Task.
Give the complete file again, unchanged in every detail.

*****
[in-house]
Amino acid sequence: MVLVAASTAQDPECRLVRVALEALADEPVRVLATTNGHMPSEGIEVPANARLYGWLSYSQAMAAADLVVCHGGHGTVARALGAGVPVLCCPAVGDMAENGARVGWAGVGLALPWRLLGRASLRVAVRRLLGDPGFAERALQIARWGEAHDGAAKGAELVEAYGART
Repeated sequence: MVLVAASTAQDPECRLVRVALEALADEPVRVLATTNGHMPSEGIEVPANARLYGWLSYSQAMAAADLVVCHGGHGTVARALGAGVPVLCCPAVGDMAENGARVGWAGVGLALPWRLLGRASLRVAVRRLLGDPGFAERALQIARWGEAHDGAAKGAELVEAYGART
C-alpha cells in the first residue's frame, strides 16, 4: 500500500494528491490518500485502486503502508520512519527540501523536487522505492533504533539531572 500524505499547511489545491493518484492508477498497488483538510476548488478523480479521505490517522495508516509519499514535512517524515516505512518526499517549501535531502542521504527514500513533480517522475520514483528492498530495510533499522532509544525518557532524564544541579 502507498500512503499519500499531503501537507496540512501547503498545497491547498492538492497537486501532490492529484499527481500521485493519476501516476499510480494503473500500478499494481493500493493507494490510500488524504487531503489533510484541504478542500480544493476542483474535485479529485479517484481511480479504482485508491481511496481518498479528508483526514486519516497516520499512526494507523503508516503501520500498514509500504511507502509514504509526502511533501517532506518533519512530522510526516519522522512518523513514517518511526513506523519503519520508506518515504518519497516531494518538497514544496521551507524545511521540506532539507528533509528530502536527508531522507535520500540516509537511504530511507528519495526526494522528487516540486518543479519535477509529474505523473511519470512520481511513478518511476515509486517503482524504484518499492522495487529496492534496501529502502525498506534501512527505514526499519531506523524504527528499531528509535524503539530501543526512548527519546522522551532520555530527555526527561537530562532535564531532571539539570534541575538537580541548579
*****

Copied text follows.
[in-house]
Amino acid sequence: MVLVAASTAQDPECRLVRVALEALADEPVRVLATTNGHMPSEGIEVPANARLYGWLSYSQAMAAADLVVCHGGHGTVARALGAGVPVLCCPAVGDMAENGARVGWAGVGLALPWRLLGRASLRVAVRRLLGDPGFAERALQIARWGEAHDGAAKGAELVEAYGART
Repeated sequence: MVLVAASTAQDPECRLVRVALEALADEPVRVLATTNGHMPSEGIEVPANARLYGWLSYSQAMAAADLVVCHGGHGTVARALGAGVPVLCCPAVGDMAENGARVGWAGVGLALPWRLLGRASLRVAVRRLLGDPGFAERALQIARWGEAHDGAAKGAELVEAYGART
C-alpha cells in the first residue's frame, strides 16, 4: 500500500494528491490518500485502486503502508520512519527540501523536487522505492533504533539531572 500524505499547511489545491493518484492508477498497488483538510476548488478523480479521505490517522495508516509519499514535512517524515516505512518526499517549501535531502542521504527514500513533480517522475520514483528492498530495510533499522532509544525518557532524564544541579 502507498500512503499519500499531503501537507496540512501547503498545497491547498492538492497537486501532490492529484499527481500521485493519476501516476499510480494503473500500478499494481493500493493507494490510500488524504487531503489533510484541504478542500480544493476542483474535485479529485479517484481511480479504482485508491481511496481518498479528508483526514486519516497516520499512526494507523503508516503501520500498514509500504511507502509514504509526502511533501517532506518533519512530522510526516519522522512518523513514517518511526513506523519503519520508506518515504518519497516531494518538497514544496521551507524545511521540506532539507528533509528530502536527508531522507535520500540516509537511504530511507528519495526526494522528487516540486518543479519535477509529474505523473511519470512520481511513478518511476515509486517503482524504484518499492522495487529496492534496501529502502525498506534501512527505514526499519531506523524504527528499531528509535524503539530501543526512548527519546522522551532520555530527555526527561537530562532535564531532571539539570534541575538537580541548579